01 February 2018

Grit and Leningrad

It never seems to occur to people that a man might just want to write a piece of music.
- Vaughan Williams

Quite regularly, the need for, or the non-'needy' application of, extramusical ideas upon music, without an overt textual component, and with no reliable guidance from the composer (sometimes, in ways that do not necessarily reflect discredit upon the composer, there exists disinformation) — quite regularly the topic arises for discussion among passionate music-lovers (and aren't we most).

Thinking this morning about the Leningrad Symphony, and the march interlude which "invades" the sonata-allegro design of the first movement, I consider the argument (in principle) between those who say that the feet on the march in that interlude are Russian (heroic defenders), or are German (implacable barbarian invaders). But what if it is just a march? ("just a march") Concede that, yes, obviously, the march is a reflection of the struggle of the City of Leningrad—but propose that there is no literal depiction of whose army is marching.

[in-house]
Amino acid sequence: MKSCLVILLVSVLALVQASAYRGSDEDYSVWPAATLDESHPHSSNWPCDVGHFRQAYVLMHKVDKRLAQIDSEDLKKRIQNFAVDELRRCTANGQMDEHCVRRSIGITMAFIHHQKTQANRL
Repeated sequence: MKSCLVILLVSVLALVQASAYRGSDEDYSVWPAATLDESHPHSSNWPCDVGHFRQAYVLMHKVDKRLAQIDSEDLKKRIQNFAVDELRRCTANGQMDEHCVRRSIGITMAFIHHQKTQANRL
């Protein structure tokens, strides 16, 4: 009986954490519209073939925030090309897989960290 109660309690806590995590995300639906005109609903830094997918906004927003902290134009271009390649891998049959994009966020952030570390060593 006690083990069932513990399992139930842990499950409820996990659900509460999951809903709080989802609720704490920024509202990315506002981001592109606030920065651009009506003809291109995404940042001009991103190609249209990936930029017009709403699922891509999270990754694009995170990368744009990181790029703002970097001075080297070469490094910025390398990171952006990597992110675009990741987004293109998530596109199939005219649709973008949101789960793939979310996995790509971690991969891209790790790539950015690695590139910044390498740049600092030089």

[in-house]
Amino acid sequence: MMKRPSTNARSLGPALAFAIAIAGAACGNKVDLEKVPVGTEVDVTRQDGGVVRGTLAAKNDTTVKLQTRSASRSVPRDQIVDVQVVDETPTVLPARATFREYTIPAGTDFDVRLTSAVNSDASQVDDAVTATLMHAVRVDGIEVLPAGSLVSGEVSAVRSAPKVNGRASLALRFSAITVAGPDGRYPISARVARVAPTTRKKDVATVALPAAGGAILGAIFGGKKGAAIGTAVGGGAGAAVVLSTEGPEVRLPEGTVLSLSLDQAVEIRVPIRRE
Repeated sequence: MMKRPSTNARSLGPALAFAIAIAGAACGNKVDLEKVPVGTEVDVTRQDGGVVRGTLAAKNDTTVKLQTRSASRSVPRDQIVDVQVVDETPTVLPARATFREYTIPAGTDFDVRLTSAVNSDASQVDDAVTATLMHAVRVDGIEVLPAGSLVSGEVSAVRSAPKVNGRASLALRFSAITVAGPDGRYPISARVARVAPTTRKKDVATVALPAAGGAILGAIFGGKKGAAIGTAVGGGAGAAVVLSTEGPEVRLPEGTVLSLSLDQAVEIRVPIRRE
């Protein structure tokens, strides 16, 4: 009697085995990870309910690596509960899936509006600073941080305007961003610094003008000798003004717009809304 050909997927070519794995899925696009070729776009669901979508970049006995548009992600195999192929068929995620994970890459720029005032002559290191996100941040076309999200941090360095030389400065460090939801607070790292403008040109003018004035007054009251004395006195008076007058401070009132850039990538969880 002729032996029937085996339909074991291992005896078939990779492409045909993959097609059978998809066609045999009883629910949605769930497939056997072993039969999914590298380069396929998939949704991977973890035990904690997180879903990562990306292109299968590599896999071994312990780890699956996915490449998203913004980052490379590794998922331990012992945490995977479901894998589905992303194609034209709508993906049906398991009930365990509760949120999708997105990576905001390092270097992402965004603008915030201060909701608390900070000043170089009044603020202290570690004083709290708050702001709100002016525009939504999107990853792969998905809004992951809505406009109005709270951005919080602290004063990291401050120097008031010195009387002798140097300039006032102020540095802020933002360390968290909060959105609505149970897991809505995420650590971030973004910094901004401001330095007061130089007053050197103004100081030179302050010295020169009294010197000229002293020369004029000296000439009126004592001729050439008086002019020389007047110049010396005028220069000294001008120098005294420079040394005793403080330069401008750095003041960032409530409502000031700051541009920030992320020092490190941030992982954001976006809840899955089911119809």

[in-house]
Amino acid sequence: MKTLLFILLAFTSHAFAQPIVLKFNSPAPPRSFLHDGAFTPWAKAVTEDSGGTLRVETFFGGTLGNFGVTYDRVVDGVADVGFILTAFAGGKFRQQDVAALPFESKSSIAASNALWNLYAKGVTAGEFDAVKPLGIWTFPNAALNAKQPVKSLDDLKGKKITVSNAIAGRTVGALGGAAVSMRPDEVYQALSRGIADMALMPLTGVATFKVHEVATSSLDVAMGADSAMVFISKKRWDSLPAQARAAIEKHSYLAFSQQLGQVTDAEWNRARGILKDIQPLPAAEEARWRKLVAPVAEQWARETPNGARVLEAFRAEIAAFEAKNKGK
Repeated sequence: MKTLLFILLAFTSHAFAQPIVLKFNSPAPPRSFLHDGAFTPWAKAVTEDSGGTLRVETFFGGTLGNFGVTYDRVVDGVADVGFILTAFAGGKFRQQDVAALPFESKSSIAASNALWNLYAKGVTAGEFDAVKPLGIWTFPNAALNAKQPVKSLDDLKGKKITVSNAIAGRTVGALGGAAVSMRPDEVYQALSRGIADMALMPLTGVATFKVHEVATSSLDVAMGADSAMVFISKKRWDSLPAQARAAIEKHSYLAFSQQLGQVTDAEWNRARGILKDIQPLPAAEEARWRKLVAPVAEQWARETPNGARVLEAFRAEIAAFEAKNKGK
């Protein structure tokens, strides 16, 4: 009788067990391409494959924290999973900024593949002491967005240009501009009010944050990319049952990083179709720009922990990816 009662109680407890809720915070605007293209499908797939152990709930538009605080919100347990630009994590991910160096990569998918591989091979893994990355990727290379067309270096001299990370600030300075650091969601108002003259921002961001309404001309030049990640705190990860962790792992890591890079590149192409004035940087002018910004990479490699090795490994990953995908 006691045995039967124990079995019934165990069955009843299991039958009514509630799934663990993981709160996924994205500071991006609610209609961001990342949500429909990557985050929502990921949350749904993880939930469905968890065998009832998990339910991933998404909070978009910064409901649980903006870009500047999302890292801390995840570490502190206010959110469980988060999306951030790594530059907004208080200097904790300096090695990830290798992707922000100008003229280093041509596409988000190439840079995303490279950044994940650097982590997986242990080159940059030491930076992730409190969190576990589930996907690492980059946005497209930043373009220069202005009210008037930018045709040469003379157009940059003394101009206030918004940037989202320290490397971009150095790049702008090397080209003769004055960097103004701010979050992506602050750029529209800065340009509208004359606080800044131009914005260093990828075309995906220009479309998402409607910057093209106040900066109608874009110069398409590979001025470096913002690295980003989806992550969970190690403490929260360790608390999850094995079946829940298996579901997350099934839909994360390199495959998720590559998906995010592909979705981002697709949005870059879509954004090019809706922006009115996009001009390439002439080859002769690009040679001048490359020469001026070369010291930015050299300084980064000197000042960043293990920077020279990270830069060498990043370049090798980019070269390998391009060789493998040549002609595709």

That it is music, not a "docusymphony."

One story about Stravinsky which I may have read in either the Eric Walter White or Roman Vlad books, but which I cannot find in a cursory search in volume II of the Stephen Walsh bio, tells of a Hollywood producer who talked to Stravinsky about a film score, and when the question of the composer's fee rose, the composer took thought for about how long it took him to write The Firebird, and quoted a figure which would have made it worth his time. Which the producer declined with a polite, "Thank you all the same, Mr Stravinsky."

For the moment, I am not interested in whether it is purely anecdotal, or whether it is anecdote but true in essence. I am instead thinking of the 1969 film True Grit (which had nothing to do with Stravinsky).

I first saw (I forget just when) the Coen Bros.' remake of True Grit, and liked it thoroughly and immediately; it is only last night that I watched the original. While it did strike me as somewhat dated (as what movie with John Wayne could not? Though he is not uniquely responsible for all the dated elements) I found it magnificently enjoyable. The score by Elmer Bernstein-without suggesting that it is ever otherwise than very good-at times struck me as "a poor man's Aaron Copland."

So I had a fantastic image of (as with the Stravinsky story, above) a producer approaching Copland, and being put off by the price tag, when in pops Elmer Bernstein saying, "I can get it for you wholesale!"

No comments: